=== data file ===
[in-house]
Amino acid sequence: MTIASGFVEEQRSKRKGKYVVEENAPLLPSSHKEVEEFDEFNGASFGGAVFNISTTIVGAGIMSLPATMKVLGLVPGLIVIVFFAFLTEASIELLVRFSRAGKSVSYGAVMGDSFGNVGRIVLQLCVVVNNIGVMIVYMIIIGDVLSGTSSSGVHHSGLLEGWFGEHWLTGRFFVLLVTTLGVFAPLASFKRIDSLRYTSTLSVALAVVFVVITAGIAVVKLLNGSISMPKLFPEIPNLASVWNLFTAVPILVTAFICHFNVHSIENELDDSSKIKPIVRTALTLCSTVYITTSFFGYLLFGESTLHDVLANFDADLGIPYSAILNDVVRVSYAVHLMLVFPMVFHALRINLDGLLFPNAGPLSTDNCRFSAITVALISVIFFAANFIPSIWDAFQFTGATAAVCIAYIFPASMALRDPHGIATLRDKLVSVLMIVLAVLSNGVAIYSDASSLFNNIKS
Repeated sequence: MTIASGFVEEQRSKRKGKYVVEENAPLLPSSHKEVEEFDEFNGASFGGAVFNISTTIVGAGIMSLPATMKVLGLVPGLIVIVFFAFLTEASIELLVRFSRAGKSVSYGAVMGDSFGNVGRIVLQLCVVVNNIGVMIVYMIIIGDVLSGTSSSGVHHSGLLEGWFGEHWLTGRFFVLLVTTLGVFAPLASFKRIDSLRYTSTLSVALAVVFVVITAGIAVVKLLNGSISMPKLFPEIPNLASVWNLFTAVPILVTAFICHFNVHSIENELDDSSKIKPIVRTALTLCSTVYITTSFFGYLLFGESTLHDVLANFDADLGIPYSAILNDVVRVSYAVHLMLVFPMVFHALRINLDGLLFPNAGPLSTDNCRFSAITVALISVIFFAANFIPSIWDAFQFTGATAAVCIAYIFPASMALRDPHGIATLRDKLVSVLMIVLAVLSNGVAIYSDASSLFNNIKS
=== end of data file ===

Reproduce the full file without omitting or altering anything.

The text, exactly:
[in-house]
Amino acid sequence: MTIASGFVEEQRSKRKGKYVVEENAPLLPSSHKEVEEFDEFNGASFGGAVFNISTTIVGAGIMSLPATMKVLGLVPGLIVIVFFAFLTEASIELLVRFSRAGKSVSYGAVMGDSFGNVGRIVLQLCVVVNNIGVMIVYMIIIGDVLSGTSSSGVHHSGLLEGWFGEHWLTGRFFVLLVTTLGVFAPLASFKRIDSLRYTSTLSVALAVVFVVITAGIAVVKLLNGSISMPKLFPEIPNLASVWNLFTAVPILVTAFICHFNVHSIENELDDSSKIKPIVRTALTLCSTVYITTSFFGYLLFGESTLHDVLANFDADLGIPYSAILNDVVRVSYAVHLMLVFPMVFHALRINLDGLLFPNAGPLSTDNCRFSAITVALISVIFFAANFIPSIWDAFQFTGATAAVCIAYIFPASMALRDPHGIATLRDKLVSVLMIVLAVLSNGVAIYSDASSLFNNIKS
Repeated sequence: MTIASGFVEEQRSKRKGKYVVEENAPLLPSSHKEVEEFDEFNGASFGGAVFNISTTIVGAGIMSLPATMKVLGLVPGLIVIVFFAFLTEASIELLVRFSRAGKSVSYGAVMGDSFGNVGRIVLQLCVVVNNIGVMIVYMIIIGDVLSGTSSSGVHHSGLLEGWFGEHWLTGRFFVLLVTTLGVFAPLASFKRIDSLRYTSTLSVALAVVFVVITAGIAVVKLLNGSISMPKLFPEIPNLASVWNLFTAVPILVTAFICHFNVHSIENELDDSSKIKPIVRTALTLCSTVYITTSFFGYLLFGESTLHDVLANFDADLGIPYSAILNDVVRVSYAVHLMLVFPMVFHALRINLDGLLFPNAGPLSTDNCRFSAITVALISVIFFAANFIPSIWDAFQFTGATAAVCIAYIFPASMALRDPHGIATLRDKLVSVLMIVLAVLSNGVAIYSDASSLFNNIKS